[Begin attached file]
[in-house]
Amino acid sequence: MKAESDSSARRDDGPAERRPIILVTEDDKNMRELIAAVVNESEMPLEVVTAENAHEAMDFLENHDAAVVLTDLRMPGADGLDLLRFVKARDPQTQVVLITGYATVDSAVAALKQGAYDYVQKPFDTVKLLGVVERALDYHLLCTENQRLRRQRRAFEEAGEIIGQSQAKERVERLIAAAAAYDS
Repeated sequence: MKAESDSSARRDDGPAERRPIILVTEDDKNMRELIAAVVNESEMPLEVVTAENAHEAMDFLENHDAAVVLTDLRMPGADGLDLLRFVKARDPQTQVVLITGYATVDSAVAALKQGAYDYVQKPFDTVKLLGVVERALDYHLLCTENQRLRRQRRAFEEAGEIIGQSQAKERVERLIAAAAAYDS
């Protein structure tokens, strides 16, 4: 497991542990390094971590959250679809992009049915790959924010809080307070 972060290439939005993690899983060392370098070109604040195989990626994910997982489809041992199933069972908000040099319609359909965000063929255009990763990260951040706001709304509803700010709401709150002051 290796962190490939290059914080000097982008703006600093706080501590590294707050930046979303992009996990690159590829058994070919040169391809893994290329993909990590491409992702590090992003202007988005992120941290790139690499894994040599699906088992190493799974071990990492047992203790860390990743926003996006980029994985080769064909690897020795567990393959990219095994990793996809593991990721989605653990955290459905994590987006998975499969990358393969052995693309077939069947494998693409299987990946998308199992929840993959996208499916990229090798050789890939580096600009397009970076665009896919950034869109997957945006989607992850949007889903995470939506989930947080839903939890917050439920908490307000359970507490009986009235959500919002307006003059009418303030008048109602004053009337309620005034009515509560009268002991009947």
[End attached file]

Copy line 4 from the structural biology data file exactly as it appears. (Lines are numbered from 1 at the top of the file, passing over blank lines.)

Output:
């Protein structure tokens, strides 16, 4: 497991542990390094971590959250679809992009049915790959924010809080307070 972060290439939005993690899983060392370098070109604040195989990626994910997982489809041992199933069972908000040099319609359909965000063929255009990763990260951040706001709304509803700010709401709150002051 290796962190490939290059914080000097982008703006600093706080501590590294707050930046979303992009996990690159590829058994070919040169391809893994290329993909990590491409992702590090992003202007988005992120941290790139690499894994040599699906088992190493799974071990990492047992203790860390990743926003996006980029994985080769064909690897020795567990393959990219095994990793996809593991990721989605653990955290459905994590987006998975499969990358393969052995693309077939069947494998693409299987990946998308199992929840993959996208499916990229090798050789890939580096600009397009970076665009896919950034869109997957945006989607992850949007889903995470939506989930947080839903939890917050439920908490307000359970507490009986009235959500919002307006003059009418303030008048109602004053009337309620005034009515509560009268002991009947």